It’s been a while since we’ve heard about the Google Fiber project, which aims to bring a 1 Gb/s FTTP network to a city, town, or series of towns. Google says they received over 1,100 applications and we now know at least one winner. Kansas City will get the ultra fast Google Fiber network.

“We’ve signed a development agreement with the city, and we’ll be working closely with local organizations, businesses and universities to bring a next-generation web experience to the community,” Google announced on their blog this morning.

The deal is awaiting approval from the city’s Board of Commissioners, but Google expects the network to go live some time in 2012. Kansas City Mayor Joe Reardon said the network will provide free broadband access to Kansas City schools and government offices. The city government is contributing significantly to the development of the network, but details are lacking at the time of this posting.

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In making the announcement at a live event in Kansas City, Google CFO Patrick Pichette said “Kansas City is our first city,” suggesting more cities may be selected in the future. Additionally, Google Fiber Vice President of Access Services, Milo Medin said that the Kansas City deployment is “…a beginning, not the end.” Who will be next?

The Google fiber project selected Kansas City based on a number of factors, but Medin outlined three key factors at the announcement:

  • It’s a location that they felt they could build quickly
  • It’s a location they felt they could have a large impact on economic development quickly
  • They felt the Kansas City community offered great partnerships with local government and community

From my vantage point, the selection of Kansas City was a larger market than I expected. It’s a pretty significant sized city for a 1 Gb/s FTTP network, which according to plan, will be delivered to every home and business in the city. I thought they would have selected a smaller market for this first experiment.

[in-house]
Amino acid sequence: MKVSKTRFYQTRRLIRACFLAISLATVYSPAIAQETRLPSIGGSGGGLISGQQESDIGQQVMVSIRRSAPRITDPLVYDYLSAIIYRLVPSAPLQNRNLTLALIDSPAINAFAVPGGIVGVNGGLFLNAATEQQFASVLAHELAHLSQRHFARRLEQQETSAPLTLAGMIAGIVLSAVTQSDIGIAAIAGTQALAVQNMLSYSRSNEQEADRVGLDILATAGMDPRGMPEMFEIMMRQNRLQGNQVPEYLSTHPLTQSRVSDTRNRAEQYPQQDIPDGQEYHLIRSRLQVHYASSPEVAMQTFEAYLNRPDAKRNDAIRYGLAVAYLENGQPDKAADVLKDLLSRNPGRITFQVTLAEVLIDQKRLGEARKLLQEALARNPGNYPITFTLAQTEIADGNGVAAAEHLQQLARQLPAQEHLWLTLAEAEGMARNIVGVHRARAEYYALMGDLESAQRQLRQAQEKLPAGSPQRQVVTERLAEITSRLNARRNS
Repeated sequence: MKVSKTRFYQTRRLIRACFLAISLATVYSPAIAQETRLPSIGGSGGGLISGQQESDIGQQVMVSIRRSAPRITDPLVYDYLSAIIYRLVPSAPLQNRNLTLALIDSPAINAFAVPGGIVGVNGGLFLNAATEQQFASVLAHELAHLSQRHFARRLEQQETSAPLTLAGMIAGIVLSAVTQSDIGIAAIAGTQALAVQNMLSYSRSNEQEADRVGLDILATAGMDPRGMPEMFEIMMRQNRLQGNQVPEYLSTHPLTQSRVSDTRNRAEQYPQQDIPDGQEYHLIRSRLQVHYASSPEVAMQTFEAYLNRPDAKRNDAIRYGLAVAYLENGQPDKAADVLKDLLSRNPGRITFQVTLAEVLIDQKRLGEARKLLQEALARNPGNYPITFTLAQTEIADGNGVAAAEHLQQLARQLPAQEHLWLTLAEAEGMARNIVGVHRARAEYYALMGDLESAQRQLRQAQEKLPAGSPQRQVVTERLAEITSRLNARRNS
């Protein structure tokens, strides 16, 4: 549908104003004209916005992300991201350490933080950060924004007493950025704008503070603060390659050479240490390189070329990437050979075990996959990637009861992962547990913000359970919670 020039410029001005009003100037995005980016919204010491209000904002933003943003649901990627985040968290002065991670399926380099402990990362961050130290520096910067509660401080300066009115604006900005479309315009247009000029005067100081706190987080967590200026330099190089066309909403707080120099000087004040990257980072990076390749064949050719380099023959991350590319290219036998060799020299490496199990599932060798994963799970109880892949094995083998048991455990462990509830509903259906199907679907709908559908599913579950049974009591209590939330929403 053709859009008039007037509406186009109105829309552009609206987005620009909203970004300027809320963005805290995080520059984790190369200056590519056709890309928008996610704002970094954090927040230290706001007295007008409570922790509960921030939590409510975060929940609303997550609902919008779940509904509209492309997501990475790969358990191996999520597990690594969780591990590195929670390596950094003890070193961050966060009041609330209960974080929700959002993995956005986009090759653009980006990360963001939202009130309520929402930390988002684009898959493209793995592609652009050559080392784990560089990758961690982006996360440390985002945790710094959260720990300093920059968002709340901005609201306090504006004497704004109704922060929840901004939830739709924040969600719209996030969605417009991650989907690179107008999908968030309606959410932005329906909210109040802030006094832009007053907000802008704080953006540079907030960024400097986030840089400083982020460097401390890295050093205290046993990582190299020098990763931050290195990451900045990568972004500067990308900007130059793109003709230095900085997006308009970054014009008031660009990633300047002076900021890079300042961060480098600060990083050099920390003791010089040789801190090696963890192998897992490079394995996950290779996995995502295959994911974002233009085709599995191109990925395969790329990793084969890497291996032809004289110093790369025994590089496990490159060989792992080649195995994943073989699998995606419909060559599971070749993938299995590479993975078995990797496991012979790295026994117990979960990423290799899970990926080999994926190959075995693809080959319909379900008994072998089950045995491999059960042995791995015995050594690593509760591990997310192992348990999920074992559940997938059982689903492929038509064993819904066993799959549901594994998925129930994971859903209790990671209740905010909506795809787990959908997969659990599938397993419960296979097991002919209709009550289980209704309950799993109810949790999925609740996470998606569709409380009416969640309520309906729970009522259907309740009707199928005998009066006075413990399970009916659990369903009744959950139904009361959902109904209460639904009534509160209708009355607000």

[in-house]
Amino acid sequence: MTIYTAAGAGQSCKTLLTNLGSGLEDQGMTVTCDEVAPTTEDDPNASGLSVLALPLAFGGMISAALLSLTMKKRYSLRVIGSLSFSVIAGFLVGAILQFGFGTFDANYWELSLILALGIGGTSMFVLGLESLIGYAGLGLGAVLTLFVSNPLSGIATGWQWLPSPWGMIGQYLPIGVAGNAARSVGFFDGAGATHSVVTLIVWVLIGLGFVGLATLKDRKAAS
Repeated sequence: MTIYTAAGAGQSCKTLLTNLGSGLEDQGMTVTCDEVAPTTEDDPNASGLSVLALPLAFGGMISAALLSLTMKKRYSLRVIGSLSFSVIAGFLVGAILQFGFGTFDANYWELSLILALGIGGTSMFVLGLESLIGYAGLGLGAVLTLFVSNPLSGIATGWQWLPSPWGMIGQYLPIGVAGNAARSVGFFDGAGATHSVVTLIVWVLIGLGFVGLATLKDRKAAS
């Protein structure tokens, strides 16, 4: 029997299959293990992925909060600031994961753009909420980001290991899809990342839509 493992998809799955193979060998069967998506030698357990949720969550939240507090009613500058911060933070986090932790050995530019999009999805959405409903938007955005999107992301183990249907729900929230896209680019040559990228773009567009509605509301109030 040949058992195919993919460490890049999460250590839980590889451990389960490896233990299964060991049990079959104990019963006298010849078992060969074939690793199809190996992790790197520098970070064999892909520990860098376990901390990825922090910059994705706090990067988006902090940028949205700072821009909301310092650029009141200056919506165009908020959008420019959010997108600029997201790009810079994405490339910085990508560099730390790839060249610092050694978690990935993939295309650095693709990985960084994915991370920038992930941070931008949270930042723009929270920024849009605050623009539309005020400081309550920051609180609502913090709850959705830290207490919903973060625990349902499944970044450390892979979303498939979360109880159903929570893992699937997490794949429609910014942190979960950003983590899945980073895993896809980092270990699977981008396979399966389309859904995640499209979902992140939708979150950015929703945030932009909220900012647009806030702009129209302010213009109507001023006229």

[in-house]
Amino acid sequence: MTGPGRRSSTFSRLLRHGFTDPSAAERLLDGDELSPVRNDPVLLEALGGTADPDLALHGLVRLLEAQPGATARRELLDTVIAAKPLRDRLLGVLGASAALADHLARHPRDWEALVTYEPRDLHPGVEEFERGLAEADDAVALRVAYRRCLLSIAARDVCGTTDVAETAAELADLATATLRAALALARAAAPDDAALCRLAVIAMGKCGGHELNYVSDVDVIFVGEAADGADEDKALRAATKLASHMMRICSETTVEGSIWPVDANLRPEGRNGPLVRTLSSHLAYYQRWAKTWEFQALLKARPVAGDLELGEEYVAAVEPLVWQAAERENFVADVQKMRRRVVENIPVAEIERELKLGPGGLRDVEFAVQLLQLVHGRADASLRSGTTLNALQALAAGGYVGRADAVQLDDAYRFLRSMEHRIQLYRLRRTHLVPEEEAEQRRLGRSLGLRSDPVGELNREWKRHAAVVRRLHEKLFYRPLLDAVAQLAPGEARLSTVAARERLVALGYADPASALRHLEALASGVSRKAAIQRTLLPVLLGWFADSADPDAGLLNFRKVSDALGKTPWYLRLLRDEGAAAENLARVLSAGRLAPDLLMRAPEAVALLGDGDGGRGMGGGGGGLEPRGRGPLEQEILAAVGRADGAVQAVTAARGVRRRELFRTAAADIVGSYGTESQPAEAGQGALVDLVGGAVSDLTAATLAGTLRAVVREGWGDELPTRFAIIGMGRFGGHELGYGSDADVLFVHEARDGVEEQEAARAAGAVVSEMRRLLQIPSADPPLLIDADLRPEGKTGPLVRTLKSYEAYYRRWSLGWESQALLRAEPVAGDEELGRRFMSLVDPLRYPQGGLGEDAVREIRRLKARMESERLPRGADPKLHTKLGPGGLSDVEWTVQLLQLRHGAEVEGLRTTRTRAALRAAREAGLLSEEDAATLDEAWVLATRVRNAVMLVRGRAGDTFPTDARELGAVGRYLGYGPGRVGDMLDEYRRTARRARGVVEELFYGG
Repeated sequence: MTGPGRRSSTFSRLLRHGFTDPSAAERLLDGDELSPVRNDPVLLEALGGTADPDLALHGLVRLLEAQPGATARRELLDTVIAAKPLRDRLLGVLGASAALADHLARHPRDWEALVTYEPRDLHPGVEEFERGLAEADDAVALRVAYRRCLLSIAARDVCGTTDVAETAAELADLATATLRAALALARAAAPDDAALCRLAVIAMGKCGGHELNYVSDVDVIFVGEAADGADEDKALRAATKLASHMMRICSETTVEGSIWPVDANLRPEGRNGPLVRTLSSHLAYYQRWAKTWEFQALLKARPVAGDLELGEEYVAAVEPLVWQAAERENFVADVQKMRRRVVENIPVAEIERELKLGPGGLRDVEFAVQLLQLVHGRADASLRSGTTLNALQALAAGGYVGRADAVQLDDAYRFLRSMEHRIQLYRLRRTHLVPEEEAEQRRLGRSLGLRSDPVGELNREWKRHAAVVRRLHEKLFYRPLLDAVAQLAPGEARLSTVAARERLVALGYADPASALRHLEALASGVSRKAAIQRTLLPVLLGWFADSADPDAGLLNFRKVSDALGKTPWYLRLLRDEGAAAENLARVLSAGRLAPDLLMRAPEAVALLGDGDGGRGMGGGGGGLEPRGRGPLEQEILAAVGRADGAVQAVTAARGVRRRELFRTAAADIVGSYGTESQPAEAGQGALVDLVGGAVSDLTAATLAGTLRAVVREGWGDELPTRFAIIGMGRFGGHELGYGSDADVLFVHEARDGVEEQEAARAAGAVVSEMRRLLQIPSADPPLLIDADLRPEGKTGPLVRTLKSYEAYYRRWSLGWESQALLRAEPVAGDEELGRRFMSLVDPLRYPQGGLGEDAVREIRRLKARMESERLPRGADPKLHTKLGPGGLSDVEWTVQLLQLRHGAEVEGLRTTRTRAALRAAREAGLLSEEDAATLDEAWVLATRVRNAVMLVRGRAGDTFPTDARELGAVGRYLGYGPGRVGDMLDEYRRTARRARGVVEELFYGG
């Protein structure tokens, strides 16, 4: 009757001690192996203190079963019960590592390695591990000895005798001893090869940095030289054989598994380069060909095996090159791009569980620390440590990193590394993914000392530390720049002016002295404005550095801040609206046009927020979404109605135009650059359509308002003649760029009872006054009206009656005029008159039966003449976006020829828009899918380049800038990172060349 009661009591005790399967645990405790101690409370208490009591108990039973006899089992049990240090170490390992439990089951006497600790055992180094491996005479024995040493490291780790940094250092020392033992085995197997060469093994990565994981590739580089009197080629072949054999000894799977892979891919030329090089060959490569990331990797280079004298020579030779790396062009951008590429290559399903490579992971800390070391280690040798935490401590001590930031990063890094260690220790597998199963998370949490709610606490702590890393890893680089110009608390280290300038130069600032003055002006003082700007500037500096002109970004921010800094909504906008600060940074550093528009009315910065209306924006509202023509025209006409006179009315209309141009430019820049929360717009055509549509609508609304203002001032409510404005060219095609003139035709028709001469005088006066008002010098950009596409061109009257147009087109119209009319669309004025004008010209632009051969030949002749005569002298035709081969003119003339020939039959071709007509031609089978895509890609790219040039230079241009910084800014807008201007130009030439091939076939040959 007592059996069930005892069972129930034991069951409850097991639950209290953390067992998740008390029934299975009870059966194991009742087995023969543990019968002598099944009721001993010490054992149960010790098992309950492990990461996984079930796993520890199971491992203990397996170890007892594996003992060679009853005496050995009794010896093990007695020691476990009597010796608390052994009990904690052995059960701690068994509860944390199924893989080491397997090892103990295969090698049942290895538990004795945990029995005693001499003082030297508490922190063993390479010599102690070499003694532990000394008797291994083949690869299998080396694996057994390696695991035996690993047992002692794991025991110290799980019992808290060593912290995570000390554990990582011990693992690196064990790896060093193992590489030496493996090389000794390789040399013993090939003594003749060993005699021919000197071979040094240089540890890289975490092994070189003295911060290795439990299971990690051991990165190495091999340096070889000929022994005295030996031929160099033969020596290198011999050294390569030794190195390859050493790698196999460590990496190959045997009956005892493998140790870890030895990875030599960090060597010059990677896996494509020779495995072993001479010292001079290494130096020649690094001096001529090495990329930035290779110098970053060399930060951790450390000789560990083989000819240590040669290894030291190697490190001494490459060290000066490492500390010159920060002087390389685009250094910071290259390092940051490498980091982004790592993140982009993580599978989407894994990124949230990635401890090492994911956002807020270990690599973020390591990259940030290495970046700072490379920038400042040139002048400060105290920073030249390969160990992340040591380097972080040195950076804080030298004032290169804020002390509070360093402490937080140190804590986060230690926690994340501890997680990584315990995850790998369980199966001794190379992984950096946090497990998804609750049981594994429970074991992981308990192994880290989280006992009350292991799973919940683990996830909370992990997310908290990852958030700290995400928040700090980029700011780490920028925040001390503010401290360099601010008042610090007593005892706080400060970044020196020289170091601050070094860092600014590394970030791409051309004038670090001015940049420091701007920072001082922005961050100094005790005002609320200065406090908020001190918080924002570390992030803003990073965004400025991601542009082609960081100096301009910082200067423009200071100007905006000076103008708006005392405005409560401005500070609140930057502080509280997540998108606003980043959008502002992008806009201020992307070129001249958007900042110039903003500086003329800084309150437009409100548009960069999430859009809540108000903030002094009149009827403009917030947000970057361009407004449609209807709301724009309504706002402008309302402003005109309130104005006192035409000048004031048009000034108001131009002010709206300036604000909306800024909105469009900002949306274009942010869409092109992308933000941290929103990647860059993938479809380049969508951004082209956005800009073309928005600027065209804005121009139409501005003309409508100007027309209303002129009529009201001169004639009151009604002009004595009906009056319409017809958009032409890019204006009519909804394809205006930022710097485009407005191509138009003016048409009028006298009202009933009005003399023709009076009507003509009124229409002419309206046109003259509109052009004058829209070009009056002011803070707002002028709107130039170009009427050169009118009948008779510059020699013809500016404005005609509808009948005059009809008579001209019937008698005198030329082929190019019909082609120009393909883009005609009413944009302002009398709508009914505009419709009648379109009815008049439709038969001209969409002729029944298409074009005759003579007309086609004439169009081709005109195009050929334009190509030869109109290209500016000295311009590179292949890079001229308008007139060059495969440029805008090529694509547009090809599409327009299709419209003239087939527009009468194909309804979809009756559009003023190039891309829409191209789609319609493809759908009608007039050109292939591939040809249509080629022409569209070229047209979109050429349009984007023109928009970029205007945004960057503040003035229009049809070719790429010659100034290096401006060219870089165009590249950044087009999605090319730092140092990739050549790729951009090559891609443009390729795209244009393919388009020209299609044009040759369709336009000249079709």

It’s not entirely clear how this network will operate. Will it be an open access network, where other service providers actually deliver services/applications to retail customers? Will Google operate the actual network, or just facilitate its development, construction, and operation? Interesting questions to ponder for a very interesting development in telecom.

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11 thoughts on “Kansas City Wins Google Fiber Network Prize

    1. Getting SureWest's take would make a great follow-up article. Their stock is up over a percent, not on this news, but on their dividend announcement.

  1. It’s a location that they felt they could build quickly, Interesting questions to ponder for a very interesting development in telecom.They can’t be thrilled about it.

  2. If I recall correctly, they have previously said that they will own and operate the network, running it on an open access basis. They have talked with UTOPIA and hired engineers with experience with unbundling, so it will be interesting to see exactly how they implement it.

  3. Three questions immediately come to mind:

    (1) How much is Kansas City going to have to pony up to make this happen? I wonder if it will be in cash, in-kind resources, or both?